Deplorable Dates – Whatever had possesed him?
I love this month’s theme! I think it’s a great way to celebrate an author whose best-loved novel hinges on a deplorable first date.
Would Elizabeth have been quite so up in arms against Mr Darcy if he hadn’t insulted her on day one?
I’m probably biased here, but I can’t help thinking that Jane Austen wrote the template for the modern romantic novel as we know it. Controversies abound, of course. People love her work in different ways and appreciate different aspects. Some say that too much was made of the romantic element, and in fact she wrote brilliant social satires. Others say her novels are just about rich white people falling in love. I think the best part about the debate is that it’s still going on. No matter what people see in her work, 200 years on we’re still talking about it.
At first, I thought of writing a different post. I was toying with the idea of an earlier first encounter. Somewhere in London, perhaps, when a teenage Elizabeth goes out and about to see the sights with her aunt and uncle? Or maybe in Lambton, if Mrs Gardiner can be tempted to visit her Derbyshire friends a few years earlier? Or in Bath, or at the seaside, or at the races or some regatta?
I had great fun imagining a different deplorable first encounter in The Darcy Legacy. Mr Darcy is struggling to find his way to Netherfield and gets some help from a young woman skipping along a country path in an old pelisse, with some tenant farmer’s children in tow. He mistakes her for the children’s elder sister, assumes she is in service somewhere nearby, and tips her for her assistance – only to run into her at the Meryton assembly and discover she’s not a servant at all. The part where he’s staring at her from the opposite end of the set to ascertain if it’s the same person, loses track of the dance and turns in the wrong direction simply had to be written too. It was just too tempting to make Miss Bingley call out “The other way, Mr Darcy!”
There was no “She’s tolerable, but not handsome enough…” in this scenario. I thought that after the ‘Here is a half-crown for your efforts,’ he simply would not dare.
But never mind the half-crown. How would you like to have a chat about the original goings-on at the Meryton Assembly – the deplorable first date where it all began? I hope you’d like to share your thoughts.
So, Mr Darcy’s shocking rudeness.
What do you think?
Why did he do it?
I think we can safely assume he was in a pretty bad mood. He had a dreadful summer (unplanned visits to Ramsgate etc). He does not like to associate with the hoi polloi at the best of times. It was bad enough that his friend persuaded him to attend the rustic affair, but actually dance with one of the country bumpkins? The horror! He would not even dance at St James. What was Bingley thinking? Why on earth should he pay the compliment of his attention to these nobodies – ‘a collection of people in whom there was no beauty and no fashion’?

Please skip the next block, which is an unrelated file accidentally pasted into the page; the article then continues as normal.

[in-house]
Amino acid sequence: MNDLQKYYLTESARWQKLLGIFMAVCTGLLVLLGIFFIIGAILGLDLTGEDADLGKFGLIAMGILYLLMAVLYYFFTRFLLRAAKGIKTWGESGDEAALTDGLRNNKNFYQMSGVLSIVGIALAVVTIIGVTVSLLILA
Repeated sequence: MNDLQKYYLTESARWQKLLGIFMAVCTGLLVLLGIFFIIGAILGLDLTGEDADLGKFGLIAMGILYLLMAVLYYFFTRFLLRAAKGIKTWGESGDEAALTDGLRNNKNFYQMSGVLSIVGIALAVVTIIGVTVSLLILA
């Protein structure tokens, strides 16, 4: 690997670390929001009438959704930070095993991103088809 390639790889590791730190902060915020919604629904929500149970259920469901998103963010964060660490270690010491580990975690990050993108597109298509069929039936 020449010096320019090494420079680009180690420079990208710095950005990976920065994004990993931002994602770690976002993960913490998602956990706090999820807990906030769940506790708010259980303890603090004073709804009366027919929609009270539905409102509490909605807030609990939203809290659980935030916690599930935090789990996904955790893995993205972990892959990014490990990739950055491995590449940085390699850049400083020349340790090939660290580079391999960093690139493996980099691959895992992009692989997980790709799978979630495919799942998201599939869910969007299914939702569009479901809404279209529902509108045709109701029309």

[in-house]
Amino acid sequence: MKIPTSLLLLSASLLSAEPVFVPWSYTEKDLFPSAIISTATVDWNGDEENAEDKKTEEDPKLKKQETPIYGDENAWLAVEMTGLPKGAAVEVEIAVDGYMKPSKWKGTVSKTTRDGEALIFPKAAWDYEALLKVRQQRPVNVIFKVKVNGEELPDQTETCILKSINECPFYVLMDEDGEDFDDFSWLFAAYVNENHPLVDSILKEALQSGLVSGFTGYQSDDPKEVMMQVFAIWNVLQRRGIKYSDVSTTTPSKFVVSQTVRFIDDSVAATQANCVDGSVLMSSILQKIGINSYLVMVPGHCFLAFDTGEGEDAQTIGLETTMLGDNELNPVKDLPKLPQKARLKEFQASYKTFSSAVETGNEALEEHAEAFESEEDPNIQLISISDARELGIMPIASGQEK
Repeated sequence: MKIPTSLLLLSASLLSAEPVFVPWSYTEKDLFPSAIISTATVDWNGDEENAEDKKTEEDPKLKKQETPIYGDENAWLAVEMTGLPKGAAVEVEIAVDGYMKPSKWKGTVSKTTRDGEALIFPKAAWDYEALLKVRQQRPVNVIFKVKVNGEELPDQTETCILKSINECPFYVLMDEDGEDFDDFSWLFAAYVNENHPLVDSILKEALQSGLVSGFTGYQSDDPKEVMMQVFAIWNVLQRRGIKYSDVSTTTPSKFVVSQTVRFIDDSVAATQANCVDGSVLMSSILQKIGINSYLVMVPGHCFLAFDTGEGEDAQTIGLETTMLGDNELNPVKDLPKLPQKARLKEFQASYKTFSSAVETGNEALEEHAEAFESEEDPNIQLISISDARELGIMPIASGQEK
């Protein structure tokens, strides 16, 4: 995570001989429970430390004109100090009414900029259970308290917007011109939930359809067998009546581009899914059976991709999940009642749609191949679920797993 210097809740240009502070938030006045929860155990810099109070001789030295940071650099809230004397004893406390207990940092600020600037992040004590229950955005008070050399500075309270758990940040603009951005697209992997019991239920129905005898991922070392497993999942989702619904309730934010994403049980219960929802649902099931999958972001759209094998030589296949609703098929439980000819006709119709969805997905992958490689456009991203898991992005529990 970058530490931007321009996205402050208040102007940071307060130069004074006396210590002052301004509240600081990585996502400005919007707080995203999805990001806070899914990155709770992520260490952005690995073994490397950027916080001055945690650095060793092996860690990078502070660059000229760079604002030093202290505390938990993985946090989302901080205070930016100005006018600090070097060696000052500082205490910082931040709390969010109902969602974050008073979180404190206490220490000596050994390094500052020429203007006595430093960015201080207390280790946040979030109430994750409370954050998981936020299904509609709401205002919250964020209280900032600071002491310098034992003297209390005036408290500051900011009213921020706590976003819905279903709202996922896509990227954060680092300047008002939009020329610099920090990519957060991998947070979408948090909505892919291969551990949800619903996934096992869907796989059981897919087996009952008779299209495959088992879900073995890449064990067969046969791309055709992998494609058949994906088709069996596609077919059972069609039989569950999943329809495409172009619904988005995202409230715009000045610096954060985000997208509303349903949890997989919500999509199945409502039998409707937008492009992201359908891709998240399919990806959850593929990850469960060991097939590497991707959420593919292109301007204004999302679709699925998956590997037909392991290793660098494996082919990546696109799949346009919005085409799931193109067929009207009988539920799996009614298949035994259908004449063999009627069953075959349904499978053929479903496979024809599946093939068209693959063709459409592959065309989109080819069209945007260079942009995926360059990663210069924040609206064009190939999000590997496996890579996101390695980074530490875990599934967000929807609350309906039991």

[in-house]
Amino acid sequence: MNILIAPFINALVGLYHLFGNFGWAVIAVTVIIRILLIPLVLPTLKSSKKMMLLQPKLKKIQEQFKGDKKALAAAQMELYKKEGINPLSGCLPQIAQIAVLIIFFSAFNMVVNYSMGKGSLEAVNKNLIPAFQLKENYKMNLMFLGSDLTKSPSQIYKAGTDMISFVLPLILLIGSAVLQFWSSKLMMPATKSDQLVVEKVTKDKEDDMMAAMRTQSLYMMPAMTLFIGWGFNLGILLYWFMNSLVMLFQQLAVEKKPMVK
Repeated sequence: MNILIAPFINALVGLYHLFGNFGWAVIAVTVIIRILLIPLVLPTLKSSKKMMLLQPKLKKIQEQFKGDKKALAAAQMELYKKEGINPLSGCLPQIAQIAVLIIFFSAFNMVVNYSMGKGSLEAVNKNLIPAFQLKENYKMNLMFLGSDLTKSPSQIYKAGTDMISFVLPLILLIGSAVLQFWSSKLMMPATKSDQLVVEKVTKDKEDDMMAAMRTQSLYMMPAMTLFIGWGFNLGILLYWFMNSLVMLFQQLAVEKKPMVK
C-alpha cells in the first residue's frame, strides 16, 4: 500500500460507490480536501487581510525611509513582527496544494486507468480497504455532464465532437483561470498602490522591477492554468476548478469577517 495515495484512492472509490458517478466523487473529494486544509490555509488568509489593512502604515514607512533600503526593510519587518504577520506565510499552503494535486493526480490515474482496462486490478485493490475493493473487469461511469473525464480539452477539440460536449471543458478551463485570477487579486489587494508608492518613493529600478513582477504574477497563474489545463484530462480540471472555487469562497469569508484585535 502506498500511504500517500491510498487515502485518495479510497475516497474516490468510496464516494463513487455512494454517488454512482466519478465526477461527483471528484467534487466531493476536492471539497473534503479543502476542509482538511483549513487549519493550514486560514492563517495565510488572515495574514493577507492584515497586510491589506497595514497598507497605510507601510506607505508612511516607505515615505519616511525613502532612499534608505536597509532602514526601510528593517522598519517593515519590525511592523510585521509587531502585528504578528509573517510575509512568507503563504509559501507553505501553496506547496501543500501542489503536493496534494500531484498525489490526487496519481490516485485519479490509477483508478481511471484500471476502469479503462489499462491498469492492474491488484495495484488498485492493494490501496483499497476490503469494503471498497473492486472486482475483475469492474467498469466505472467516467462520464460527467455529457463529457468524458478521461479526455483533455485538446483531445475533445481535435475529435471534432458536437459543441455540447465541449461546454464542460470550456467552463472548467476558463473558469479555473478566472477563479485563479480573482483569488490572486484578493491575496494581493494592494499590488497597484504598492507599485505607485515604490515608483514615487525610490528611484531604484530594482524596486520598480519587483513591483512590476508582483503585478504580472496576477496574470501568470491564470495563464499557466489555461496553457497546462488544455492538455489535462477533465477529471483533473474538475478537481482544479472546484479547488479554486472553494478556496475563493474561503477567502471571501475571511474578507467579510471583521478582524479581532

No beauty, that is, except the fair-haired angel Bingley stood up with – twice! By the way, I love the twist on Darcy noticing Jane’s beauty in Nicole Clarkston’s Nefarious! Gosh golly with a cherry on top!! If you haven’t started following this amazing story, treat yourself to it! You can find the opening post here.
But to get back to Mr Darcy’s antics in Meryton – what was he thinking? Did he imagine he would not be overheard over the loud music and the chatter? Not very likely. We are told that he was standing ‘near enough’ to the spot where Elizabeth was obliged to sit with the wallflowers due to the scarcity of gentlemen. And he had certainly made no effort to avoid attracting her attention or disguise the fact that he and Bingley were speaking about her:
‘Which do you mean?’ and turning round, he looked for a moment at Elizabeth, till catching her eye, he withdrew his own and coldly said…
Well, we know what he said.
Does the ‘till catching her eye’ mean that he knew she was listening? Did he actually intend to be heard? Why? To teach her a lesson for eavesdropping? Because of the whispers of ‘ten thousand a year’ going through the crowds? The Mr Darcy we love to read and write about would be perfectly civil to his servants, so why would he be so monumentally rude to a gentleman’s daughter? Do we idealise him? I suppose we do, but do we idealise him too much?
I do hope you’ll join me for a virtual cup of tea and a cherry scone (sadly, also virtual) and share what you made of that scene.
I can’t wait to hear your thoughts!